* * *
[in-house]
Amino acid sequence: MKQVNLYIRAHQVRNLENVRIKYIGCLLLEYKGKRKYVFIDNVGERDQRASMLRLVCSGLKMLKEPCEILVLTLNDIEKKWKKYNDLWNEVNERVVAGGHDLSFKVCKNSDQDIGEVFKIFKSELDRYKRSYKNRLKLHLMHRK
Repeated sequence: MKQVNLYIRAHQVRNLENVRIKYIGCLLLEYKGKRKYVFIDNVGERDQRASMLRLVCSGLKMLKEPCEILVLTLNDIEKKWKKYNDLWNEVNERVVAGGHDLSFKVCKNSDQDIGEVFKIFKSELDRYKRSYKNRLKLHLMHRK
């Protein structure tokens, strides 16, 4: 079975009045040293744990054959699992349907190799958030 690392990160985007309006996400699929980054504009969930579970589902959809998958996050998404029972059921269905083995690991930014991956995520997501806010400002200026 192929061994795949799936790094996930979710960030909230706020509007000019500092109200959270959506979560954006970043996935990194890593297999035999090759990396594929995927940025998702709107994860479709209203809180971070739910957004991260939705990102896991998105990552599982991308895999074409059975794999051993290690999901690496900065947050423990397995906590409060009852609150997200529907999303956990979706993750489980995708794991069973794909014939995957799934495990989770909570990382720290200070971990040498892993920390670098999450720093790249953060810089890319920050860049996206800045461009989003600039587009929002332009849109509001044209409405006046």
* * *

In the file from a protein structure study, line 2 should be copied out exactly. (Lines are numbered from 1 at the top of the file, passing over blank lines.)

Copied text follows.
Amino acid sequence: MKQVNLYIRAHQVRNLENVRIKYIGCLLLEYKGKRKYVFIDNVGERDQRASMLRLVCSGLKMLKEPCEILVLTLNDIEKKWKKYNDLWNEVNERVVAGGHDLSFKVCKNSDQDIGEVFKIFKSELDRYKRSYKNRLKLHLMHRK